Lincoln Gap was all that stood between us and our Sugarbush condo finish on Day 5. Revered for containing the steepest paved mile in the U.S. with maximum elevations reaching 24 percent, both the climb and descent presented a nice challenge. When preparing for rides like this, it’s important to reduce your pack weight as much as possible. Every ounce counts. Luxury items often don’t make sense, especially when grinding up a steep climb. Also, gravel bike gearing often comes stock with ranges that leave climbers wanting for more on the low end.
Zig-zagging across both lanes of the road approaching Lincoln Peak in my granny gear, I wondered how slow I could actually go and still remain upright. My bike computer was auto-pausing on me despite the fact that I was still making progress upward, albeit slowly. Any car traveling up or down the mountain road was likely to disrupt my back-and-forth rhythm and force me to clip out of my pedals. Cresting the top at 2,424 feet, I did just that, clipping out to bask in the achievement.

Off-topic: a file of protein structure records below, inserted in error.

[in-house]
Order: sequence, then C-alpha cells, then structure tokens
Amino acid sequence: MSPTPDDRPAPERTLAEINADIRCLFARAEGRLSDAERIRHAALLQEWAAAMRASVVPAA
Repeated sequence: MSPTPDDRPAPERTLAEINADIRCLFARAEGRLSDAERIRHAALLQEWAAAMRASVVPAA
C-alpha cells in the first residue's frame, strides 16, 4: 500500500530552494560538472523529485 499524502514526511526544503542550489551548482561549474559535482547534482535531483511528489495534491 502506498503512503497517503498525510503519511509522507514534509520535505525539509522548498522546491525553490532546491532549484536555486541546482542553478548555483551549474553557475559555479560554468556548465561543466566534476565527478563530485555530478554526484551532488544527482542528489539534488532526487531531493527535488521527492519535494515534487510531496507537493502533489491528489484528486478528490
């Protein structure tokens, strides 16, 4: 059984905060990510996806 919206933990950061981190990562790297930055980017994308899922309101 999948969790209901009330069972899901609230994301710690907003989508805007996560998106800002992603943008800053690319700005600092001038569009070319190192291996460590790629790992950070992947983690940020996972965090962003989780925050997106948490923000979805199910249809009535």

Cruising down the other side in excess of 40 mph left me impressed with the handling of my adventure bike. The combination of its longer wheelbase, 42 mm tires inflated to 40 pounds, steel frame, flared drop handlebars and pack weight made for an incredibly stable ride, even at high speed.
Throughout the ride, this security allowed my thoughts to wander off and reflect on these incredible opportunities we have to enjoy the outdoors in New England.
More than anything, it left me eager to plan the next adventure.